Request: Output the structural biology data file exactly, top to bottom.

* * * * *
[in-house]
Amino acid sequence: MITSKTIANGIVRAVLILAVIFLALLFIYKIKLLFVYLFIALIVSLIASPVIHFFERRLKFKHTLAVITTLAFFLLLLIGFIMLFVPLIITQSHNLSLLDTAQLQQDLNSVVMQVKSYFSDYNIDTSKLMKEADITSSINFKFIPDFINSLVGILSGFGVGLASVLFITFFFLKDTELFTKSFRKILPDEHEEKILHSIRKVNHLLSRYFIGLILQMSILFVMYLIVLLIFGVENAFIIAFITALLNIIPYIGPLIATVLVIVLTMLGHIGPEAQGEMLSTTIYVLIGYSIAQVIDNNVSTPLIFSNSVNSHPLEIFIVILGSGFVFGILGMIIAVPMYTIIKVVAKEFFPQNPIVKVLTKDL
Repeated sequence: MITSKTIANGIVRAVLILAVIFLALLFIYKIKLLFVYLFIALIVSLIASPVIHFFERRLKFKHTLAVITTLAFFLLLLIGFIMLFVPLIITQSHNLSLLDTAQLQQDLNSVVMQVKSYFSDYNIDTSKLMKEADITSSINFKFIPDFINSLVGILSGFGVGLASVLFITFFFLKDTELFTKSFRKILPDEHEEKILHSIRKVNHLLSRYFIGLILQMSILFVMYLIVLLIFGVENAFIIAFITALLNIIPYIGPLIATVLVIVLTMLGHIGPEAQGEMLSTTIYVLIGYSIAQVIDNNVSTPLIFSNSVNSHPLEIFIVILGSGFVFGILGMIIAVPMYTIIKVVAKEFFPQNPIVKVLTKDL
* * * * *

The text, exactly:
[in-house]
Amino acid sequence: MITSKTIANGIVRAVLILAVIFLALLFIYKIKLLFVYLFIALIVSLIASPVIHFFERRLKFKHTLAVITTLAFFLLLLIGFIMLFVPLIITQSHNLSLLDTAQLQQDLNSVVMQVKSYFSDYNIDTSKLMKEADITSSINFKFIPDFINSLVGILSGFGVGLASVLFITFFFLKDTELFTKSFRKILPDEHEEKILHSIRKVNHLLSRYFIGLILQMSILFVMYLIVLLIFGVENAFIIAFITALLNIIPYIGPLIATVLVIVLTMLGHIGPEAQGEMLSTTIYVLIGYSIAQVIDNNVSTPLIFSNSVNSHPLEIFIVILGSGFVFGILGMIIAVPMYTIIKVVAKEFFPQNPIVKVLTKDL
Repeated sequence: MITSKTIANGIVRAVLILAVIFLALLFIYKIKLLFVYLFIALIVSLIASPVIHFFERRLKFKHTLAVITTLAFFLLLLIGFIMLFVPLIITQSHNLSLLDTAQLQQDLNSVVMQVKSYFSDYNIDTSKLMKEADITSSINFKFIPDFINSLVGILSGFGVGLASVLFITFFFLKDTELFTKSFRKILPDEHEEKILHSIRKVNHLLSRYFIGLILQMSILFVMYLIVLLIFGVENAFIIAFITALLNIIPYIGPLIATVLVIVLTMLGHIGPEAQGEMLSTTIYVLIGYSIAQVIDNNVSTPLIFSNSVNSHPLEIFIVILGSGFVFGILGMIIAVPMYTIIKVVAKEFFPQNPIVKVLTKDL